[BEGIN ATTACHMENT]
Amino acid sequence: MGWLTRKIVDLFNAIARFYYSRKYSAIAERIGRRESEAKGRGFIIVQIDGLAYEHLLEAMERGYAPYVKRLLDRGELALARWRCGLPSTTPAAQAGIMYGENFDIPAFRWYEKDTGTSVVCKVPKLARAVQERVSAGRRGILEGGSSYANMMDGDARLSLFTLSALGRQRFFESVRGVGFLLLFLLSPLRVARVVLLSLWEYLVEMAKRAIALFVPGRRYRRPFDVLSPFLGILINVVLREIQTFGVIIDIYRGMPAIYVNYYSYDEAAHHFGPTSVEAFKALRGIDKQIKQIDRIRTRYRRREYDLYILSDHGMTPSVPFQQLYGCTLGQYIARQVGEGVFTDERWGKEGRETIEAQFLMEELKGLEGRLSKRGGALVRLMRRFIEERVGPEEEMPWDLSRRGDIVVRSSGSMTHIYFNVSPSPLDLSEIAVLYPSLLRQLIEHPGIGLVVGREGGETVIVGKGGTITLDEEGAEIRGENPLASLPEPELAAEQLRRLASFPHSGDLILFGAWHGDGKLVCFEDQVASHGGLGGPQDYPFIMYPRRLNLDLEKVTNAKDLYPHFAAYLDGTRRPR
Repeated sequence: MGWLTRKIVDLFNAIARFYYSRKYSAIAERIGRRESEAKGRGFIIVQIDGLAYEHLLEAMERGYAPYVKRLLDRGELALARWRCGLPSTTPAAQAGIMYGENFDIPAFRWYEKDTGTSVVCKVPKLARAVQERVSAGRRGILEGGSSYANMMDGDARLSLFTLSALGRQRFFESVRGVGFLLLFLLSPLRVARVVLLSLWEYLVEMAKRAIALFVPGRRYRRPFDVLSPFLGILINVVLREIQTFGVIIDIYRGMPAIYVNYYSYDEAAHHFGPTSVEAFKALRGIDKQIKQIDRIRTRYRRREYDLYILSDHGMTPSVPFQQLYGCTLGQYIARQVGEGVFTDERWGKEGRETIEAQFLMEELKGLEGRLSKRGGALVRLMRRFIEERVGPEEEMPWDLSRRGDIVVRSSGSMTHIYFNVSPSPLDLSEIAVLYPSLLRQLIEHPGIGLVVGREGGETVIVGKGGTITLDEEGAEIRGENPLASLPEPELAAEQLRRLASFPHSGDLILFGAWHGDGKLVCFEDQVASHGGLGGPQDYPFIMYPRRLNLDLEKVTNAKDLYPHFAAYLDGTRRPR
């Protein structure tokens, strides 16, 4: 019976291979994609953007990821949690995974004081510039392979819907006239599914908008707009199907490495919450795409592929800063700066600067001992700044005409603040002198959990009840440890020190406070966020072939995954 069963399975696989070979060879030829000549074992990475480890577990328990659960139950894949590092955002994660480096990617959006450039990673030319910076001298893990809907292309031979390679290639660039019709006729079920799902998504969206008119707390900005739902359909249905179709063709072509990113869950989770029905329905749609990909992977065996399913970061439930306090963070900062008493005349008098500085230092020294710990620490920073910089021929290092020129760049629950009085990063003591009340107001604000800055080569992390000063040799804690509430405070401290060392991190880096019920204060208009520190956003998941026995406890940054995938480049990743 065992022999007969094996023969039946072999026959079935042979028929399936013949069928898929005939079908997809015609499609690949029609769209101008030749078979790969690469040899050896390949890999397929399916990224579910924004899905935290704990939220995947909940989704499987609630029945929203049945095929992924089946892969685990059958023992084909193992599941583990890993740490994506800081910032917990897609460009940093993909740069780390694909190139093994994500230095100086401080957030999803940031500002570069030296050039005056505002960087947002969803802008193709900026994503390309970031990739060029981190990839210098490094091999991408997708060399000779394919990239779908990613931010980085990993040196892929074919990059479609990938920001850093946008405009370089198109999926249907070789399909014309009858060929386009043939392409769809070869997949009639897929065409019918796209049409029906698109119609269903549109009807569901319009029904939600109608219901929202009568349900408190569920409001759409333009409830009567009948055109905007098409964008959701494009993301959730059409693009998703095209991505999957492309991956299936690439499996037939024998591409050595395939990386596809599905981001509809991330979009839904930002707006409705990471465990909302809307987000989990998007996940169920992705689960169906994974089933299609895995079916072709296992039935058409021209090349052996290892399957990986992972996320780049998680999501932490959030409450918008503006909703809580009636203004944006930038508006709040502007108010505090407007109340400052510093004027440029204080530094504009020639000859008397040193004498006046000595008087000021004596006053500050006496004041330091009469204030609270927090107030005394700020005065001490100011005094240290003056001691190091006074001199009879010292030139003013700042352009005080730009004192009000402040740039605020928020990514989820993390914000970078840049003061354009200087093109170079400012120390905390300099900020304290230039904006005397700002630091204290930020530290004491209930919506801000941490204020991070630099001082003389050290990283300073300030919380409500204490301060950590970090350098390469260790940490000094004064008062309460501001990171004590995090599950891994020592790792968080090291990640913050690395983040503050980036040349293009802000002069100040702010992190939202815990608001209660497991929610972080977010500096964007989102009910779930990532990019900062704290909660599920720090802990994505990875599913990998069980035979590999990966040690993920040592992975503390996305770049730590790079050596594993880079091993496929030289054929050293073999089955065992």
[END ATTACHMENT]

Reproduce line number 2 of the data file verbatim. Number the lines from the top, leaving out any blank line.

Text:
Repeated sequence: MGWLTRKIVDLFNAIARFYYSRKYSAIAERIGRRESEAKGRGFIIVQIDGLAYEHLLEAMERGYAPYVKRLLDRGELALARWRCGLPSTTPAAQAGIMYGENFDIPAFRWYEKDTGTSVVCKVPKLARAVQERVSAGRRGILEGGSSYANMMDGDARLSLFTLSALGRQRFFESVRGVGFLLLFLLSPLRVARVVLLSLWEYLVEMAKRAIALFVPGRRYRRPFDVLSPFLGILINVVLREIQTFGVIIDIYRGMPAIYVNYYSYDEAAHHFGPTSVEAFKALRGIDKQIKQIDRIRTRYRRREYDLYILSDHGMTPSVPFQQLYGCTLGQYIARQVGEGVFTDERWGKEGRETIEAQFLMEELKGLEGRLSKRGGALVRLMRRFIEERVGPEEEMPWDLSRRGDIVVRSSGSMTHIYFNVSPSPLDLSEIAVLYPSLLRQLIEHPGIGLVVGREGGETVIVGKGGTITLDEEGAEIRGENPLASLPEPELAAEQLRRLASFPHSGDLILFGAWHGDGKLVCFEDQVASHGGLGGPQDYPFIMYPRRLNLDLEKVTNAKDLYPHFAAYLDGTRRPR